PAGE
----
enabled through the registers, and the first trigger can happen in standby or normal mode.
If the watchdog timer expires with no correct service, then a watchdog event occurs. This event can be
indicated in three different ways, all configurable through SPI registers. The three indicators are setting an
interrupt to output on the nINT pin, pulsing INH pin and placing the device into standby mode, or pulsing
the watchdog output pin. The watchdog output pin in this case is GPO2, which can be configured to be the
watchdog event output in the same register as the rest of the watchdog configuration bits. It is important to
note that even if the option of toggling INH or the GPO2 is chosen, the watchdog timeout interrupt is still
set and nINT still toggles, giving two indications. However, if the interrupt option is chosen, only that
indicates the watchdog failure event.
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Watchdog Configuration
The configuration options for the watchdog on TCAN4550 are located in register 0x0800. The watchdog
timer, GPO2 configuration, watchdog service bit, watchdog failure event indication configuration, GPIO1
configuration, and watchdog enable are all contained in the register.
5.1
Watchdog Timer Configuration
The watchdog timer is configured by setting bits [29:28] in register 0x0800; the four options are 60 ms,
600 ms, 3 s, and 6 s. By default, the timer is set to 60 ms, meaning that once the first correct watchdog
trigger is sent, the timer begins to count to 60 ms. If a correct trigger is received before the 60 ms timer
runs out, then the watchdog has been correctly serviced. The moment the correct trigger is sent, the timer
restarts from that point to count up to 60 ms again. The timer does not go the full duration, even when
correctly serviced. If the watchdog is not correctly serviced within the 60 ms timer, a watchdog failure
event occurs.
Table 1. Watchdog Timer Configuration Options
REGISTER 0x0800 BITS [29:28] VALUE
2
DESCRIPTION
00
60 ms
01
600 ms
10
3s
11
6s
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Watchdog Configuration
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5.2
GPO2 Configuration
GPO2 can be configured as an M_CAN_INT 0 interrupt, the watchdog output, or to mirror the nINT pin. So
while it is not specific to the watchdog function, it does have an option that affects the watchdog failure
indication. Configuring GPO2 to be the watchdog output pin causes the pin to toggle high to low to high in
300 ms in the case of a watchdog failure. If GPO2 is configured to mirror the nINT pin, it still signals the
watchdog failure event, but as a result of the watchdog failure interrupt being set.
Table 2. GPO2 Configuration Options
REGISTER 0x0800 bits [23:22] VALUE
5.3
DESCRIPTION
00
No action
01
M_CAN_INT 0 interrupt (active low)
10
Watchdog output
11
Mirror nINT pin
Watchdog Service Configuration
Bit 18 in register 0x0800 is designated as the watchdog service bit. This bit is used to service the
watchdog if the GPIO1 analog trigger is not enabled. To correctly service using the bit, write bit 18 in
register 0x0800 to 1 within the watchdog timer, and the timer resets from the moment the bit was written.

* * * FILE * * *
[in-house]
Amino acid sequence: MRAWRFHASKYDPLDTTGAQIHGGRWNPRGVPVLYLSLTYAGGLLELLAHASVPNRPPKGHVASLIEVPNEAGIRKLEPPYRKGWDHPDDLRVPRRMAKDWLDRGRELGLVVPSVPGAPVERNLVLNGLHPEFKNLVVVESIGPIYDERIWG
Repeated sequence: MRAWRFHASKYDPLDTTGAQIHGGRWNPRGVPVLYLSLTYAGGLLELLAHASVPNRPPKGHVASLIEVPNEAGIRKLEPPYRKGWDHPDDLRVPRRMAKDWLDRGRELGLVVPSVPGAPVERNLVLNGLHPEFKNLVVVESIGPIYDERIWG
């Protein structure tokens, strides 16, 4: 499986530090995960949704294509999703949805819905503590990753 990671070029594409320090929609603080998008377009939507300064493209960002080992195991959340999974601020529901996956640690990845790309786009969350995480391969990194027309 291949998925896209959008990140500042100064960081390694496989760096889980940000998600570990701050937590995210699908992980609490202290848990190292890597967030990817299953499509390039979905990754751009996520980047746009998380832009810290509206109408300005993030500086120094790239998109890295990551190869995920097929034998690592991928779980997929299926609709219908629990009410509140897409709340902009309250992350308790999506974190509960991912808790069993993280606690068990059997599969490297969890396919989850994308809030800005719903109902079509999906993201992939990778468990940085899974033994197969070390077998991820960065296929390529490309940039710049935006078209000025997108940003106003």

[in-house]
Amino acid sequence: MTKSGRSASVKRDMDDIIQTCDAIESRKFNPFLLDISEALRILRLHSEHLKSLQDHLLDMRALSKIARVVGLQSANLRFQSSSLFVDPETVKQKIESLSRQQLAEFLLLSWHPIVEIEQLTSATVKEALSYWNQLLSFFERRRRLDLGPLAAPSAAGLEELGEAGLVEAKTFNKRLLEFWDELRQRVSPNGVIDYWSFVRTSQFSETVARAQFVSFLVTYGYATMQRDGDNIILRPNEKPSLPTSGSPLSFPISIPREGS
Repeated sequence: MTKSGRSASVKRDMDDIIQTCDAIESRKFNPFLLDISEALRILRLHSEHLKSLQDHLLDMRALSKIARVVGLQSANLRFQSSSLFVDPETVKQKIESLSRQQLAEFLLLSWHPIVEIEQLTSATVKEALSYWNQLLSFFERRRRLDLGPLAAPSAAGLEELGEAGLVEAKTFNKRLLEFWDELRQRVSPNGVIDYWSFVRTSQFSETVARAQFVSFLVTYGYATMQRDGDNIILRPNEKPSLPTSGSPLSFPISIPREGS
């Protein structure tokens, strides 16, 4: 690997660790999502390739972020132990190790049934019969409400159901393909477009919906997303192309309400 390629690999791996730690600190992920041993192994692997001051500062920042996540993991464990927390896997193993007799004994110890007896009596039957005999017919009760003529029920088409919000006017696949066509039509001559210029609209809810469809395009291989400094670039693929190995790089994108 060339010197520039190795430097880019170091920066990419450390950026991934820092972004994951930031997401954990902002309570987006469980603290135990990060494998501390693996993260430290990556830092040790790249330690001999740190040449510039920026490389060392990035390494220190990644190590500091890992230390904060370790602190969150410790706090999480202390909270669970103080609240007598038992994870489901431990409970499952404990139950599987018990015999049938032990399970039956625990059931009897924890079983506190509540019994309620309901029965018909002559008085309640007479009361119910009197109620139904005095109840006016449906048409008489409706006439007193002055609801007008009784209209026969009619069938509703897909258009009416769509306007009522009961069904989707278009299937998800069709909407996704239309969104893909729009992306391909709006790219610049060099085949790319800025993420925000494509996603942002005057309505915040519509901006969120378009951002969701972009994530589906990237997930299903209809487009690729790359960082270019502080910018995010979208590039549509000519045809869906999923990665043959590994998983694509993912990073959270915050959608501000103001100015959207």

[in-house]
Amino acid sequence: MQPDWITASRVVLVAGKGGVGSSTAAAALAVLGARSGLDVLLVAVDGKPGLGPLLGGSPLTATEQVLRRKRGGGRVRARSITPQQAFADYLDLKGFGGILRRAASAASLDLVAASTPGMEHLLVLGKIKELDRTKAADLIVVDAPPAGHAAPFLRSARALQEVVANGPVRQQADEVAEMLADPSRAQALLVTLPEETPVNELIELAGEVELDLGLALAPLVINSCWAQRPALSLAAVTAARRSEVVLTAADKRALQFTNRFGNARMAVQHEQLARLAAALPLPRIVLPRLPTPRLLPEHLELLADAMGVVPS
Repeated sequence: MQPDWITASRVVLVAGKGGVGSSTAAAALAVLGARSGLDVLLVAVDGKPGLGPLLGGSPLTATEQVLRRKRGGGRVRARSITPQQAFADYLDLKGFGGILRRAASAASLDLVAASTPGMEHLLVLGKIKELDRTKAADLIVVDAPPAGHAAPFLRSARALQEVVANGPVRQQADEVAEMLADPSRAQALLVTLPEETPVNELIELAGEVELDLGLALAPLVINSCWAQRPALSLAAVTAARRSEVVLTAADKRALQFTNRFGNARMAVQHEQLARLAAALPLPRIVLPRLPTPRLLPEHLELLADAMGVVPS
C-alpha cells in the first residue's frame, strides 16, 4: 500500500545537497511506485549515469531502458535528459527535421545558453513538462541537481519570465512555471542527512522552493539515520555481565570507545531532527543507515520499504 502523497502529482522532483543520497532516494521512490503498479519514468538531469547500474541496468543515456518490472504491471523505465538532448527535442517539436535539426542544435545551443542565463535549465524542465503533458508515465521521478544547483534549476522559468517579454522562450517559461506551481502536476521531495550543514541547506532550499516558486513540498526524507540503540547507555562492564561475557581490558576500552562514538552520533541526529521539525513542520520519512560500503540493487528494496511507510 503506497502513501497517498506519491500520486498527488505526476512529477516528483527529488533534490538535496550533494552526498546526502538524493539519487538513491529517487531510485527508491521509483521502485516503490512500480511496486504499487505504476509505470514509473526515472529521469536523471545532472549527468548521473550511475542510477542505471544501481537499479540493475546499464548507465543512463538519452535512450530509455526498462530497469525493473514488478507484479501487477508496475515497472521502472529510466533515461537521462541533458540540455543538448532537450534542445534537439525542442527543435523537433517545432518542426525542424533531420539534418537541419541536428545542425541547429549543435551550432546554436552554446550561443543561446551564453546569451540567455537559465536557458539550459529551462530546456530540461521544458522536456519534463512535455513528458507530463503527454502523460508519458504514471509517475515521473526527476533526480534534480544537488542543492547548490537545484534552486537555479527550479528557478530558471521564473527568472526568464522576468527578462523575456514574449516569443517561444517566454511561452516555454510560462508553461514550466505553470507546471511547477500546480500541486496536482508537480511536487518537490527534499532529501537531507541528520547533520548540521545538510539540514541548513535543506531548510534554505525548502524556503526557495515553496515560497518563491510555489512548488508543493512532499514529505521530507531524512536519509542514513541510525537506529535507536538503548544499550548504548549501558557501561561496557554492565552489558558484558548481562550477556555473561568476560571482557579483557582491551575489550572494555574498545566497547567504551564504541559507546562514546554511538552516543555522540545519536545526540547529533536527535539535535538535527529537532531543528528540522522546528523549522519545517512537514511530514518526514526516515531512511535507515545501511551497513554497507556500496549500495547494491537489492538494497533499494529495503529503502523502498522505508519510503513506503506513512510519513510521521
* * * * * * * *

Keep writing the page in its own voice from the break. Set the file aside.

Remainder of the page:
There is also the option to enable GPIO1 as the watchdog service input. The GPIO1 configuration bits are
[15:14] in register 0x0800, and writing a 10 to those bits configures the GPIO1 as the watchdog input
trigger. To correctly service the watchdog using GPIO1, a pulse from low to high or high to low must
happen within the watchdog timer; the service is recognized on the transition edge. Once the edge
transition is seen by GPIO1 within the watchdog timer, the timer resets and begins counting up to the
configured timer value.
Table 3. GPIO1 Configuration Options
5.4
REGISTER 0x0800 BITS [15:14] VALUE
DESCRIPTION
00
GPO
01
Reserved
10
GPI - Automatically becomes a WD input trigger pin
11
Reserved
Watchdog Failure Event Indication Configuration
As mentioned in Section 4, there are three different options for watchdog failure indication: set the
interrupt flag toggling nINT, pulse INH pin then place the device in standby mode, or pulse the watchdog
output pin (GPO2 if enabled). Again, it is important to remember that no matter what the watchdog timeout
interrupt flag is set as in the case of a watchdog failure, meaning that nINT also always toggles in a
watchdog failure. Selecting this option in register 0x0800 bits [17:16] merely makes it so that only the
interrupt is set, and nothing else indicates the watchdog failure.
Table 4. Watchdog Action Configuration Options
REGISTER 0x0800 BITS [17:16] VALUE
DESCRIPTION
00
Set interrupt flag and if a pin is configured to reflect WD output as an interrupt,
the pin shows low.
01
Pulse INH pin and place device into standby mode - high to low to high in 300
ms
10
Pulse watchdog output pin if enabled - high to low to high in 300 ms
11
Reserved
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Summary
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Summary
The watchdog configuration and service can be a daunting task for any device. Hopefully this report sheds
some light on the function of the watchdog module on the TCAN4550-Q1 CAN SBC, and allows the
development to be as smooth and straightforward as possible.
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TCAN4550 Watchdog Overview and Configuration Guide